• several cotton swabs
  • flavor-less gelatin (bought easily at any grocery store)
  • small containers with lids (dollar stores sell small tupperware like containers for really cheap)
  • masking tape
  • marker
Now, make the gelatin according to the box directions and let it set. It's basically flavorless Jell-O. Now, take your cotton swabs and start swabbing different places. Only use one cotton swab for each place, do not reuse. You could swab:
  • different door handles in the house
  • the toilet
  • the bathroom sink
  • the gear shift in your car
  • the interior door handles of your car
  • the floor
  • a pets food bowl
  • a bed rail
  • keyboard
  • mouse
  • your own hands
The list goes on, you can swab anything. Now, take one of the cotton swabs and rub it lightly across your gelatin. This transfers the germs from your swab to the container. Place the lid on loosely and use the masking tape like a label to let you know which area you swabbed is in the container. Don't skip this step you're, at the very least, going to want to know what you need to spray with disinfectant. Throw the swabs away. Place the containers somewhere dark and room temprature. Under the sink or in a cabinet would be perfect. After a few days take out each container and check it. Eventually you will see things starting to grow. The bacteria and micro-organisms will feed off of the gelatin and grow like crazy. There will be all kinds of different forms of fungi and mold and in all different colors. It's morbidly fascinating.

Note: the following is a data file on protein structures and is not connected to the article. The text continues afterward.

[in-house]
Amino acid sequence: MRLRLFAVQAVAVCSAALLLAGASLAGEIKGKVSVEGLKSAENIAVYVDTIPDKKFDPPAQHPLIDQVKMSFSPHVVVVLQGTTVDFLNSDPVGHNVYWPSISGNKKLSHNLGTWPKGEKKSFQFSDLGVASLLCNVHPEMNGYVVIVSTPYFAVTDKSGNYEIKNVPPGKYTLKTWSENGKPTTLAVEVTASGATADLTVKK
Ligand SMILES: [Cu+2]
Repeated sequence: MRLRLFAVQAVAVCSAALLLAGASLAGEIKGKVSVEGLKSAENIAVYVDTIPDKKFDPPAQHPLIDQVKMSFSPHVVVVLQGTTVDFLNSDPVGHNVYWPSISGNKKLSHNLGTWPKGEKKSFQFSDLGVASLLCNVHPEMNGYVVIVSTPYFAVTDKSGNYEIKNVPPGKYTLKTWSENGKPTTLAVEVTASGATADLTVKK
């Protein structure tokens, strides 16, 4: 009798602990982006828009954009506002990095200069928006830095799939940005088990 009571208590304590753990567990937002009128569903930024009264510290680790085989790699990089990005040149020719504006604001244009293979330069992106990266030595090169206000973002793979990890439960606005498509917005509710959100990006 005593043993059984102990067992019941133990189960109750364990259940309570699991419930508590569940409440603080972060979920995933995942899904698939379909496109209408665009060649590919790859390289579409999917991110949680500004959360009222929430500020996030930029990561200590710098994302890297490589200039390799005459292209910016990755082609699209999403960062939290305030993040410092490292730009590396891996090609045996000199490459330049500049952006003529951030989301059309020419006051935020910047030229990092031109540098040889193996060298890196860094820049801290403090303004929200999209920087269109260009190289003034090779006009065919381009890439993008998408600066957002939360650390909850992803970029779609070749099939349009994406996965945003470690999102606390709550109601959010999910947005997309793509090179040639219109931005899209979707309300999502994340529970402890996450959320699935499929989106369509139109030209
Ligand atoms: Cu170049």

Volcano Explosion:

This is a lot of fun and you probably already have most, if not all of what you need already in your home. Here is what you're going to need:
  • kool-aid
  • baking soda
  • vinegar
  • glitter
  • a small vase like a bud vase
  • a baking sheet
Ok, so first take a small bowl or plastic bag and put in enough baking soda to fill the bulb of the vase 3/4 of the way full. Then add your kool-aid packet and glitter. Mix these really well and pour into your vase. Set the vase in the middle of your baking sheet and have your child pour in the vinegar, let's say a 1/2 c. and stand back. Mixing vinegar and baking soda in any application will cause a chemical reaction- making a lot of fizz and bubbles. The vase forms pressure causing the bubbles to rise to the top and pour over (this is what the baking sheet is for- easy clean up) and the glitter and kool-aid just make it pretty.

That's all I'm going to do for this post as it has gone on long enough, enjoy the experiments and comment if you'd like to let me know what happens with your child!